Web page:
Posted by Thersites on  UTC 2019-09-19 11:16 Updated on UTC 2019-10-07

There are people who ramp up the seriousness of the earthquake they claim will follow a No Deal Brexit. There is a chance they may be right.

There are also people who claim that a No Deal will pass by with barely a fracking tremor that hardly disturbs the needle of the seismograph. There is a chance, too, that they may be right.

Between these two extremes there is a relatively rational position that simply terminating all existing relations with the EU overnight (currently on 31 October) – repeat: overnight – will create some difficulties, both in the short and the long term. No Deal is a vacuum which has to be filled with all the things that are required for further relations with Britain's closest trading partner.

What is certain is that these difficulties, the consequences of disengaging overnight from a relationship that has been matured and extended over more than half a century, will not be trivial. Just how big they will turn out to be is a matter of debate, but it seems that, as usual, only time will tell.

Boris™ has stated with vehemence that if an agreement is not reached with the EU, then 31 October will be a final No Deal exit. Having chosen emphatically and repeatedly the road to the cliff's edge, yesterday's meeting with the EU panjandrums appears to have been his Thelma and Louise moment.

The reports of his lunch with Juncker and Barnier yesterday in Luxembourg and Barnier's subsequent speech to the European Parliament – admittedly all of which accounts emanate from the enemy's side – leave no doubt that all his dealmaking efforts, about which he has blustered for weeks now, have been somewhere between totally worthless and non-existent. His own lack of contact with reality has become plain for all to see.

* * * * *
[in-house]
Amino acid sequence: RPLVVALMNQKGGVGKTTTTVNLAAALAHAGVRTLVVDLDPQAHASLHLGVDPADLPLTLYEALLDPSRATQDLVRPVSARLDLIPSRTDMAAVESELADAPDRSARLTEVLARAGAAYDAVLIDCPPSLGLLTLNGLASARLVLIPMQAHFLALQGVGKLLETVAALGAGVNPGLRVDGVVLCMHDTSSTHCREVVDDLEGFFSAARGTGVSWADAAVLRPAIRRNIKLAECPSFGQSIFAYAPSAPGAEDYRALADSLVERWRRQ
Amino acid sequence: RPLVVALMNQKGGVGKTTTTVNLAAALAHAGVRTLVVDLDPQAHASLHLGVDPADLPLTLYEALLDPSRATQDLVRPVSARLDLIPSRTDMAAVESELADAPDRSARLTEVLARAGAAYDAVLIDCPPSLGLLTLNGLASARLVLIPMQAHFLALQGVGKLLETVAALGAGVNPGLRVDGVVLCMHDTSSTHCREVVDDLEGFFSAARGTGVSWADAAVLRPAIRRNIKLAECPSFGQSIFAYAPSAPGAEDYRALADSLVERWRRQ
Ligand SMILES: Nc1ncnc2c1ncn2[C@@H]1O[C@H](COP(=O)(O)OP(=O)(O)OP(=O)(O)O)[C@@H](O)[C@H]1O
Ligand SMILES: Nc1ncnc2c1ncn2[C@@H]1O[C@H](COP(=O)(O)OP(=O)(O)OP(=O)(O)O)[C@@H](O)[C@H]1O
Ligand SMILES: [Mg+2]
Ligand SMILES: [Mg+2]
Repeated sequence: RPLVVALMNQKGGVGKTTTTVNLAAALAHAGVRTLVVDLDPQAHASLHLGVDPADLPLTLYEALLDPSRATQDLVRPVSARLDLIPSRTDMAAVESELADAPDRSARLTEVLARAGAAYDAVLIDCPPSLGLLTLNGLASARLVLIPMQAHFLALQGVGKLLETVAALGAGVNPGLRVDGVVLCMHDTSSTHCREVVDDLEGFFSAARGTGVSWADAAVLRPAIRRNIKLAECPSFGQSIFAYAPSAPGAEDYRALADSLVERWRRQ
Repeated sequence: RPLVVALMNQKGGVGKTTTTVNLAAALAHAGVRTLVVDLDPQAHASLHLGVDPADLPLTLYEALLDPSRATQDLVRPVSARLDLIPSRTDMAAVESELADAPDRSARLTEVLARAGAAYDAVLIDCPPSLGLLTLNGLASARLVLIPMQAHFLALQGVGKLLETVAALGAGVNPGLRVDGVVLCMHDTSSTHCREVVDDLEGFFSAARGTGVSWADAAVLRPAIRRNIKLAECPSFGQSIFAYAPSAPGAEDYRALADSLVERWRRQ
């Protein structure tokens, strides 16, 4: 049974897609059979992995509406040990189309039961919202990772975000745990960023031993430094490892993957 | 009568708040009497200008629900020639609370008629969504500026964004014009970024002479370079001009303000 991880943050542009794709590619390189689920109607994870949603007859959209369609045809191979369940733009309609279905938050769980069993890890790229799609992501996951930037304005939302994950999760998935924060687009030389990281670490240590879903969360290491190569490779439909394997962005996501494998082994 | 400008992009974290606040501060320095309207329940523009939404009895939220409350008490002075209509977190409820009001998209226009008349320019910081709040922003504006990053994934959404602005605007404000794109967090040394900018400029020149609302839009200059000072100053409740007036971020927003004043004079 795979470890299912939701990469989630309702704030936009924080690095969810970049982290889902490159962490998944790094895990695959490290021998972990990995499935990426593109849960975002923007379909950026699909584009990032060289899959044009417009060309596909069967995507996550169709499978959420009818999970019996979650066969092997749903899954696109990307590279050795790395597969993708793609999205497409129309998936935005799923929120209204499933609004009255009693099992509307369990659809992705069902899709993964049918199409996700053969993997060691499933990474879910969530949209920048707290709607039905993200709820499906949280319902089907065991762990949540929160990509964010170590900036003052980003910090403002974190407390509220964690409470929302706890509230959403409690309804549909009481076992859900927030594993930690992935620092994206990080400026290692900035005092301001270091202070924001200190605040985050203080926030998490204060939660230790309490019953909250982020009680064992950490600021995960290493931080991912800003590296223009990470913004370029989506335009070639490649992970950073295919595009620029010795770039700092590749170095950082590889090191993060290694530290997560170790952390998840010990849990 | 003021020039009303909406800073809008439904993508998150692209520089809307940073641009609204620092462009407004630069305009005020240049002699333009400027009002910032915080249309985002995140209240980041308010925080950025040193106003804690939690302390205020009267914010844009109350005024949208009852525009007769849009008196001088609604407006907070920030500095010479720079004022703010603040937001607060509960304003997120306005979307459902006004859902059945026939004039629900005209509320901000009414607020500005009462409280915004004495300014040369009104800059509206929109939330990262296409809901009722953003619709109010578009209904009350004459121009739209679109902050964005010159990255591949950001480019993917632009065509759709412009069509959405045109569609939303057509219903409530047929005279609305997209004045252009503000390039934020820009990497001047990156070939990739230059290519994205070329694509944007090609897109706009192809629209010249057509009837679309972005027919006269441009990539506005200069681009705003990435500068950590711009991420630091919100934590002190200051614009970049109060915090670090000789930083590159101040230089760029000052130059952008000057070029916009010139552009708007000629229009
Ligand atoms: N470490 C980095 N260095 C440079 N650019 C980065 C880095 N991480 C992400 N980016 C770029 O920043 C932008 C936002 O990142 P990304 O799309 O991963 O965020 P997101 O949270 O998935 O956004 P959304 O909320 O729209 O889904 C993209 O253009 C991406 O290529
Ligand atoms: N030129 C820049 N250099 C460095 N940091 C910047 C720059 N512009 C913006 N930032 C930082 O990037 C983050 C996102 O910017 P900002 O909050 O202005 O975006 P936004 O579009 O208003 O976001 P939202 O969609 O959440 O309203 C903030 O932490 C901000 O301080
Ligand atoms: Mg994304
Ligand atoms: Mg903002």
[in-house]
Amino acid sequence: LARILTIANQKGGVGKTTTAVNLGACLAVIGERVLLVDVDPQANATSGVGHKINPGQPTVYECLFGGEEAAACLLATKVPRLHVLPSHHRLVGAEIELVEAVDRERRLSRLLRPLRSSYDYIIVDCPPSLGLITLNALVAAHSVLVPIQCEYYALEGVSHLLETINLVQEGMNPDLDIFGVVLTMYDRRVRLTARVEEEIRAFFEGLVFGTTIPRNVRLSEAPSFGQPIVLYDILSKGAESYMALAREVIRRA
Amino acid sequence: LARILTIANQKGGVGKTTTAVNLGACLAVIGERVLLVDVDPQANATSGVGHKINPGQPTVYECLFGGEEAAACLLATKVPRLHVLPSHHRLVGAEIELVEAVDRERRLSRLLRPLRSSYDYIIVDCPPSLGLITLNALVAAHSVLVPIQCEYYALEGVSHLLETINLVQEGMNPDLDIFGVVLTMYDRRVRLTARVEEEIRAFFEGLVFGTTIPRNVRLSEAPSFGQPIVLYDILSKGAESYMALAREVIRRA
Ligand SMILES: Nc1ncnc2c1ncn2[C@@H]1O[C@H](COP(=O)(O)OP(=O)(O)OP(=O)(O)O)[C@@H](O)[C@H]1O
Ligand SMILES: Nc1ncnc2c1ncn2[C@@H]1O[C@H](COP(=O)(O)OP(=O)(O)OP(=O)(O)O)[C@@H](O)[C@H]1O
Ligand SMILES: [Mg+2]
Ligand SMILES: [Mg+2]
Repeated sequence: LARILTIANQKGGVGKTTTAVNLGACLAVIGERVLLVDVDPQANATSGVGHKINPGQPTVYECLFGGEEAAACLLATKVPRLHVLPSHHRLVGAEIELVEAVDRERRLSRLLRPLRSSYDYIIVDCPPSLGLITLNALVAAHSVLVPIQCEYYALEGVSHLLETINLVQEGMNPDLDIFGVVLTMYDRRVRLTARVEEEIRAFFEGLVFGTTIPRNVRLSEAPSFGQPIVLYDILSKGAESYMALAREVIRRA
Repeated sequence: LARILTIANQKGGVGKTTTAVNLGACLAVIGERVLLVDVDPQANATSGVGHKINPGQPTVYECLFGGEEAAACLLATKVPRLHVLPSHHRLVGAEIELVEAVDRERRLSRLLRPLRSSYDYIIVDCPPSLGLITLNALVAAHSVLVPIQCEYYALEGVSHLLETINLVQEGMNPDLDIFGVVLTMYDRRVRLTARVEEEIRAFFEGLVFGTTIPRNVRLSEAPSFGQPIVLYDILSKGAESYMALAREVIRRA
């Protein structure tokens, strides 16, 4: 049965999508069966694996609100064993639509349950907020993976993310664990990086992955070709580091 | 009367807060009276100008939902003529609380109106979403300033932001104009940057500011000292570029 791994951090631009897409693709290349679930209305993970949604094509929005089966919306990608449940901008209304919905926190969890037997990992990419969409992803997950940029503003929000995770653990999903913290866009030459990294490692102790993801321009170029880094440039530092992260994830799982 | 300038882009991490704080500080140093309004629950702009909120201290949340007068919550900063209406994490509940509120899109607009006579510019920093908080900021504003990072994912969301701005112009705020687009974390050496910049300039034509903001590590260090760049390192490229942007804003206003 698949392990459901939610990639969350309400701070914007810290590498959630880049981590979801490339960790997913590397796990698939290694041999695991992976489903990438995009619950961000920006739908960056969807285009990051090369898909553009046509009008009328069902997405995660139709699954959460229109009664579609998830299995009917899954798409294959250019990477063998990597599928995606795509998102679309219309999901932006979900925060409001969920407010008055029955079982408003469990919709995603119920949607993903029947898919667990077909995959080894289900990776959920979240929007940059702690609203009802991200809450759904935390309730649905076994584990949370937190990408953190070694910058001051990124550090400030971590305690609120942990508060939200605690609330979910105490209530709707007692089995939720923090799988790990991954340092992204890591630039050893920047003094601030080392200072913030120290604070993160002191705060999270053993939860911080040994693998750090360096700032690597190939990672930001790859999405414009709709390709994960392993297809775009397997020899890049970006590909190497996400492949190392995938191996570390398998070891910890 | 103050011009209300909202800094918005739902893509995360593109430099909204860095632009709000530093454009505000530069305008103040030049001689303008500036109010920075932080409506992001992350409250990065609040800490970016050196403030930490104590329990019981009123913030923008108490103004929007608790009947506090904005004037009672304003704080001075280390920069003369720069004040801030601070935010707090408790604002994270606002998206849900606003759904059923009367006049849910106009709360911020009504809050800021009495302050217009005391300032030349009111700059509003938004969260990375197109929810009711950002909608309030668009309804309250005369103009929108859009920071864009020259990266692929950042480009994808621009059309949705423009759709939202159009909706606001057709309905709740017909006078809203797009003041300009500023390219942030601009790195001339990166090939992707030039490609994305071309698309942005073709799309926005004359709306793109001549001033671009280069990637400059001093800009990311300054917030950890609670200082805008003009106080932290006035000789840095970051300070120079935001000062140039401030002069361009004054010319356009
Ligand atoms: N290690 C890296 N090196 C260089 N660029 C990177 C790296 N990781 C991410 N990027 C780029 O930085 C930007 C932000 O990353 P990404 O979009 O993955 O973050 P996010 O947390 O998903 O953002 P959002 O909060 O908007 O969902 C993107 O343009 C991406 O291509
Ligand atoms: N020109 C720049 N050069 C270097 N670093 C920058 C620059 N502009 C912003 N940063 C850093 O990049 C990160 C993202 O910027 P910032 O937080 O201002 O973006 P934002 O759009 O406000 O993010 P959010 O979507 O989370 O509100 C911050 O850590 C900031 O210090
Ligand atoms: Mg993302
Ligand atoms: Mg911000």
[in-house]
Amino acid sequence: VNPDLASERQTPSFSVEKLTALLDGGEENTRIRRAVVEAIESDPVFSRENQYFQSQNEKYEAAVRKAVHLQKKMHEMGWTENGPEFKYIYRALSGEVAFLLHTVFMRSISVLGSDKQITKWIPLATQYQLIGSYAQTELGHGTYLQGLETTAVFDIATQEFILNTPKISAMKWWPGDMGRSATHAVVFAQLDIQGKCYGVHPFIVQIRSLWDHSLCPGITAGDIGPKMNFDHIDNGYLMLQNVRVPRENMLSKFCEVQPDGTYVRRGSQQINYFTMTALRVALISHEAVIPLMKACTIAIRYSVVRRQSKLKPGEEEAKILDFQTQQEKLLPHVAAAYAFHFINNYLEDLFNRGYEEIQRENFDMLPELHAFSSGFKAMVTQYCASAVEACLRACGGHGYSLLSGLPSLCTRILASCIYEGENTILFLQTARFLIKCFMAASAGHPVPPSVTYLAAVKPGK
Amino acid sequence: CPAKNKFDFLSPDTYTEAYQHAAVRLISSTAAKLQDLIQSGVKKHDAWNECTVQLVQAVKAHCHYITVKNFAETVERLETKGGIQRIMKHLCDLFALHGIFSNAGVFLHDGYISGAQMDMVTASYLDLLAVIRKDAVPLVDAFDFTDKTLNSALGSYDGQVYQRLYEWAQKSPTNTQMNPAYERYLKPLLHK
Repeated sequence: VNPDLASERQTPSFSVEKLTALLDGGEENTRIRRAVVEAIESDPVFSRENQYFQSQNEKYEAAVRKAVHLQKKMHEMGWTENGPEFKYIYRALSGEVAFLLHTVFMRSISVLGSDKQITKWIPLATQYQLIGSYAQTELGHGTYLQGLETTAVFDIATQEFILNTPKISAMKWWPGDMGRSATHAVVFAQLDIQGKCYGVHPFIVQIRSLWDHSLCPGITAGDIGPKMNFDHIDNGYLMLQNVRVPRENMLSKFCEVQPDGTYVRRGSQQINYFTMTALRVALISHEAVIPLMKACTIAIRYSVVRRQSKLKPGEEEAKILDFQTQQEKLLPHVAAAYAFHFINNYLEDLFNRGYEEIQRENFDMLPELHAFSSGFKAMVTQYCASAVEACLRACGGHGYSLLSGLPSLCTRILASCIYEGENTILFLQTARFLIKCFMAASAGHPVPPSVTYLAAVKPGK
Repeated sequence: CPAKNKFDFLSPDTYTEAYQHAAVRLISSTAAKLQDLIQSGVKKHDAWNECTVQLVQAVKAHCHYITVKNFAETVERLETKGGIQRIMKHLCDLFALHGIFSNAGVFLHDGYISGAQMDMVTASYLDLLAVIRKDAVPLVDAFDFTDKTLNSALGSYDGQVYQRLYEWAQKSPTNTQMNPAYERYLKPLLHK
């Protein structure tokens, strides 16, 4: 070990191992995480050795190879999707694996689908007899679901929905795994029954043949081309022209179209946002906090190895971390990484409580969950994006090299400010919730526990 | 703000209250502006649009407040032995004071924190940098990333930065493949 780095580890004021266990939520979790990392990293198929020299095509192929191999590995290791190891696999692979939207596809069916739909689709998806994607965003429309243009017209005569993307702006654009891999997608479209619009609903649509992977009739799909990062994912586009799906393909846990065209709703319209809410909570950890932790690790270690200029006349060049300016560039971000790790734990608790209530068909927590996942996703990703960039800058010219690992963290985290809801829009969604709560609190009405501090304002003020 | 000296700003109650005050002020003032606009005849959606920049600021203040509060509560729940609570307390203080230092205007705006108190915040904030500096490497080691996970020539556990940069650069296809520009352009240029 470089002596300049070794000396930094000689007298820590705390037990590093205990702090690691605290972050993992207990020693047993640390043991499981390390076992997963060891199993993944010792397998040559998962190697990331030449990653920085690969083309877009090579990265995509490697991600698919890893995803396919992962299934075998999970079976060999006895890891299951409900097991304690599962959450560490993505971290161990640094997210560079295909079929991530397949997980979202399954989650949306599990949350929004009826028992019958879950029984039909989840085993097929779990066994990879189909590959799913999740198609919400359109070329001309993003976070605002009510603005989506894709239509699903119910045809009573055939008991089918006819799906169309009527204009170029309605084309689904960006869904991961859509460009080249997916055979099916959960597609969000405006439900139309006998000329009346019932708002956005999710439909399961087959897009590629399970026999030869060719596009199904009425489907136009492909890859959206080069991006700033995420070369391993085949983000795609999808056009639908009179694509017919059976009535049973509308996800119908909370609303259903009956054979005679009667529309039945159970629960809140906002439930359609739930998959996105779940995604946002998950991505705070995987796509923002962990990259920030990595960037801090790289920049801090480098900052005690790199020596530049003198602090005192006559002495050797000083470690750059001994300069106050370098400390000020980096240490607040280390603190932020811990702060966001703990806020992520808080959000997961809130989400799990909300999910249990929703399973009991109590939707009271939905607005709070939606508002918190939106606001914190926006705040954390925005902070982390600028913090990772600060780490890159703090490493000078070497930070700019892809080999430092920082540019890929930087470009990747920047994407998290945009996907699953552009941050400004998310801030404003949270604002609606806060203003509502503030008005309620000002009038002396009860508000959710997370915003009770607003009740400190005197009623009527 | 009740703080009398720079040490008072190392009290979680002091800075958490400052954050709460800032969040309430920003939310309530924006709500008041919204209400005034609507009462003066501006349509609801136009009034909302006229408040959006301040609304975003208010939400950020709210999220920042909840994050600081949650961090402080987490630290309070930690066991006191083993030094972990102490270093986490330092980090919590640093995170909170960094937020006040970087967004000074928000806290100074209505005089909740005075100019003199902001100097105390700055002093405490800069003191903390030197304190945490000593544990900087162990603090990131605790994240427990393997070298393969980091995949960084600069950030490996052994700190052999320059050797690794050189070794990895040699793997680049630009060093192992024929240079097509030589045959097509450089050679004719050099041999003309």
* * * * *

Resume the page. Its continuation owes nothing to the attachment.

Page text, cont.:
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It appears though that even his limited intellectual capabilities have finally grasped what leaving the EU entails and what consequences an overnight departure will have.

What he will do about it is another matter. Like Thelma and Louise, he has run out of road: 'Step out of the car with your hands up.'

Even with his talent for bluster and bombast, it will not be possible for him, now gazing into the abyss, engine idling, with NBFF Dominic Cummings at his side, to make a last minute U-turn, surrender to the cops and still remain as Prime Minister. The prediction that his premiership will be the shortest in British history would thus be fulfilled.

But a U-turn will have to be made. Flooring the accelerator is not a sane option – even for him.

We were told that preparations for No Deal were being conducted behind the scenes '24/7'. It turns out, when we peek behind the green curtain in Whitehall, that preparations are being undertaken over tea and biscuits by two civil servants, aided by Dilyn, Carrie's sweet new dog – the mindless, terrier-like get-up-and-go of the Jack Russell being invaluable at moments like this. The reason for this government inactivity becomes clear when we reflect that preparing for Britain's departure is actually what a deal was supposed to do.

What is the betting that Theresa's 'worst deal in history' will be put before parliament yet again? The backstop could be removed by dumping those pesky right-wing religious fundamentalists in Northern Ireland into some vague exclave (or enclave, depending on how you look at it) jointly administered by the EU and the UK as a protectorate. Labour and its Irish Republican sympathies would love to stick it to the hated Unionists. The refractory, troublemaking Scots would be happy that a precedent would have been set for their departure from the Union. Everybody would get something. Stranger things have happened.